But Beck seemed unconvinced, telling DeMint and Rep. Pence, who appeared with DeMint on Beck’s show via satellite before speaking to the rally – that the national Republican Party had yet to reach “a pivot point.”
“I’m a recovering alcoholic,” said Beck, “and I can tell you the moment I said ‘enough. I have to change my life or I will die.’ And I have not seen that from the Republican Party.”
Americans, Beck said, believe that Republicans have lost their way and that – even when they oppose Obama’s plans – they are doing so for political motivations, not philosophical ones.
“I don't care who you vote for. I really don't,” Beck said in introducing DeMint and Pence. “Vote for Republicans, Vote for a Democrat. I think, quite frankly, you vote for either of them right now, and you still haven't gotten it. And, they are both taking us into a land of gigantic government where they control everything through corruption and everything else.”
Perhaps nothing better illustrates the difficulty Republicans will have in winning over the Tea Party activists than their adulation of Beck, whose fiery populist rhetoric often attracts controversy.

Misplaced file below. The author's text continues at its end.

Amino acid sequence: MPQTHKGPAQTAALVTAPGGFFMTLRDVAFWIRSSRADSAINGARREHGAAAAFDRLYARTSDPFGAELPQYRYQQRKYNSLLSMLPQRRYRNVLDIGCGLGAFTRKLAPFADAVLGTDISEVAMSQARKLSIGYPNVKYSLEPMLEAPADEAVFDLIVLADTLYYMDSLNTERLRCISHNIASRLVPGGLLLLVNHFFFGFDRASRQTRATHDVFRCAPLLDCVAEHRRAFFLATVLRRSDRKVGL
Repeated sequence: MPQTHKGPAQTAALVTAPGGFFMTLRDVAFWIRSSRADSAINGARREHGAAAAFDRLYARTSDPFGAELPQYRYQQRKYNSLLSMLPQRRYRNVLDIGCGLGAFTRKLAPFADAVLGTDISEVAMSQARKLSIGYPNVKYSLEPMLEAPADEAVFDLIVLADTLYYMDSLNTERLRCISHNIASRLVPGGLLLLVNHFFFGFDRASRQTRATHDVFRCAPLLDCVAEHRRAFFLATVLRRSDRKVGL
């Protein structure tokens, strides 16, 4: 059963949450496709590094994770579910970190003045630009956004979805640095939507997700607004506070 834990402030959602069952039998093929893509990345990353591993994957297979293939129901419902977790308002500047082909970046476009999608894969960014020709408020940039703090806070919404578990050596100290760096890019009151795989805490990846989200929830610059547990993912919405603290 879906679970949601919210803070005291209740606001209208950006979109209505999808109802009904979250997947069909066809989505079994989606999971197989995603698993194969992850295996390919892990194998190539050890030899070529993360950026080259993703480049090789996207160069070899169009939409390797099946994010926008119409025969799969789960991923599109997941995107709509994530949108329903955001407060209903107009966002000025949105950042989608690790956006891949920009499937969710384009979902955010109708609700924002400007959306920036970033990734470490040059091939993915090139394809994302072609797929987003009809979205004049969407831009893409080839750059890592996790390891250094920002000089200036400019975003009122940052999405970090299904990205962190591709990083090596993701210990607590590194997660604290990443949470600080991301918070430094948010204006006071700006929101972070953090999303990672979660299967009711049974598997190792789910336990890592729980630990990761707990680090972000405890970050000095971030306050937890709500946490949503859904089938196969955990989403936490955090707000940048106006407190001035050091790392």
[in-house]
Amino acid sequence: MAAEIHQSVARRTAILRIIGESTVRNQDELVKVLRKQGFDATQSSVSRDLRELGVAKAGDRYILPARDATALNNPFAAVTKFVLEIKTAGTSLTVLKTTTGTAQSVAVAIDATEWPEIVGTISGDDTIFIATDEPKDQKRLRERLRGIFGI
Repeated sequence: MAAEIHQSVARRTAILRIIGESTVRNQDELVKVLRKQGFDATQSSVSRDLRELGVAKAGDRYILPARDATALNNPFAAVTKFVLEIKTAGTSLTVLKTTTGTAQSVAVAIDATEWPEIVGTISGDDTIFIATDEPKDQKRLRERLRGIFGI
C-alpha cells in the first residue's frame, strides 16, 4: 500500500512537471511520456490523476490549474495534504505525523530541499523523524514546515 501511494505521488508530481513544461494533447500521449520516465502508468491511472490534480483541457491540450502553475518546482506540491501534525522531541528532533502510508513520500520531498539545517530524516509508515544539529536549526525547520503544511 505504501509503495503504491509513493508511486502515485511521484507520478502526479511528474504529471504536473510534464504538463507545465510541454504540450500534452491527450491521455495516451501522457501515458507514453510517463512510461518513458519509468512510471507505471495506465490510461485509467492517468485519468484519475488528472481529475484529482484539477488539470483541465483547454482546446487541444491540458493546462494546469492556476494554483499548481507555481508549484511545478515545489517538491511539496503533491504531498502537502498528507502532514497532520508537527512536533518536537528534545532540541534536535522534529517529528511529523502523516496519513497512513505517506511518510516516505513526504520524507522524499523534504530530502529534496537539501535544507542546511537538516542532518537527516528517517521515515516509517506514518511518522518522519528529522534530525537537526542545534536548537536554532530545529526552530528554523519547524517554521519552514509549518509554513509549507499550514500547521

At Saturday’s rally, some waved “Glenn Beck for President” signs and many activists attribute the idea for – and energy behind – the marches to Beck. During a March broadcast, he unveiled what he called The 9-12 Project in which he urged viewers to try to recreate the united America that emerged the day after the September 11, 2001 terrorist attacks.
“It’s not about politics,” Beck said during the March broadcast. “You actually believe in something. And you thought for a while there your politicians did as well. And now you kind of realize well, maybe they don’t.”
As they marched today, the activists -- who chanted, “We own the dome,” while pointing at the Capitol -- sounded that same note.